Monday, March 04, 2024

ConCourt reserves judgment in Bromwell Families case

Judgment was reserved in the case of those residing in Bromwell Street in Woodstock. Housing advocacy group Ndifuna Ukwazi (NU), on behalf of the Bromwell Street residents facing eviction, had approached the Constitutional Court to appeal against a 2023 judgment of the Supreme Court of Appeal which overturned an order by the Western Cape High Court.


The High Court had ruled in 2021 that the City’s emergency housing policy is unconstitutional and ordered the City to provide emergency housing in the inner city for the Bromwell Street families.

Hearings were held at the Constitutional Court on Tuesday. The Bromwell Street cottages were bought by Woodstock Hub Pty Ltd, a property development company, for R3.15-million in 2013. The residents began their legal battle against their eviction in 2016. They are requesting that the City of Cape Town provide emergency accommodation in the inner city

The City’s social housing programme, for which houses in Woodstock are still to be built, is “a rental or co-operative housing option for households earning between R1,850 and R22,000 a month,” according to this Western Cape Government website.

The City of Cape Town argued that it cannot provide emergency housing in the inner city, Woodstock and Salt River areas, due to a ‘limited’ available land and financial constraints. The City maintained that it is reasonable for it to prioritise social housing.

‘’Various municipal-owned properties in central Cape Town – with a yield of over 3 500 units - have already been released to social housing developers, including Pine Road, Dillon Lane, and Pickwick in Woodstock, Salt River Market, and the now tenanted Maitland Mews development. Several more properties are in the short to medium-term land release pipeline, including New Market Street, Woodstock Hospital and Earl Street, all in Woodstock, as well as Fruit & Veg in the CBD,’ said Carl Pophaim, Mayoral Committee Member for Human Settlements.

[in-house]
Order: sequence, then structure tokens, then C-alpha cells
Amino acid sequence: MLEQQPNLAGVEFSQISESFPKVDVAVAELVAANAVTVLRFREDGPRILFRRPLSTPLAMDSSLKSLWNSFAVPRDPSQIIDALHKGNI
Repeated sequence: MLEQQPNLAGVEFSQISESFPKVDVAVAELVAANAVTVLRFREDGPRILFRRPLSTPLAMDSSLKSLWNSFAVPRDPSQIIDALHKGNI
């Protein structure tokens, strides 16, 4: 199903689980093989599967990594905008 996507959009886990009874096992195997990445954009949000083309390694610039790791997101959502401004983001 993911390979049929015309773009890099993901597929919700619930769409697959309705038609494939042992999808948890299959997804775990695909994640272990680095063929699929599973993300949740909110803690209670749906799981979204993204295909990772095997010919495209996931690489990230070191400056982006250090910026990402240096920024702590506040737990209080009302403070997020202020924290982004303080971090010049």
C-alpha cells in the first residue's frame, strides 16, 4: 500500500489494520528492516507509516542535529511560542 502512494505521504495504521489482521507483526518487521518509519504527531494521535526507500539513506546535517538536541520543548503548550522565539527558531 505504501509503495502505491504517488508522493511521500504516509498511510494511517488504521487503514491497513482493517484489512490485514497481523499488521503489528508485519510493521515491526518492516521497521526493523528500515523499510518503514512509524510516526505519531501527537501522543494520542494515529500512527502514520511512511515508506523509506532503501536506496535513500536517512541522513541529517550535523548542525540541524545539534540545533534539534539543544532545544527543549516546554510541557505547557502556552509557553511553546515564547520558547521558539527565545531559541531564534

‘’In a February 2023 ruling, the SCA agreed with the City’s approach, stating that “the City was entitled to adapt its housing programme to address the effects of gentrification, among other challenges. It did so by identifying Woodstock, Salt River and the surrounds as areas to develop affordable social housing. It is not clear what could be objectionable about the City seeking to build affordable houses in the inner city as part of addressing the legacy of apartheid spatial planning”

Ndifuna Ukwazi argued that the rights of those living on Bromwell Street’s rights were violated.

Judgment was reserved.

‘’Once the ConCourt has provided its direction, the City stands ready to determine the number of occupants remaining at Bromwell Street, including their socio-economic conditions, before further engagements on alternative emergency accommodation taking into account the currently available options,’’ said Pophaim.

A lead applicant, Charnell Commando, who reflected on the hearing, says she just wants the City of Cape Town to be considerate.

‘’Eviction is something that breaks up families, breaks up communities, it breaks up how you feel inside. The anxiety, the stress, not knowing where you are going next, being thrown on the outskirts where you can’t come to your job or where the children can't come to school the whole week. It’s not just about the case, it’s what actually is happening with the people in the case. It’s real people’s lives being touched by the case.’’


Done By: Mitchum George

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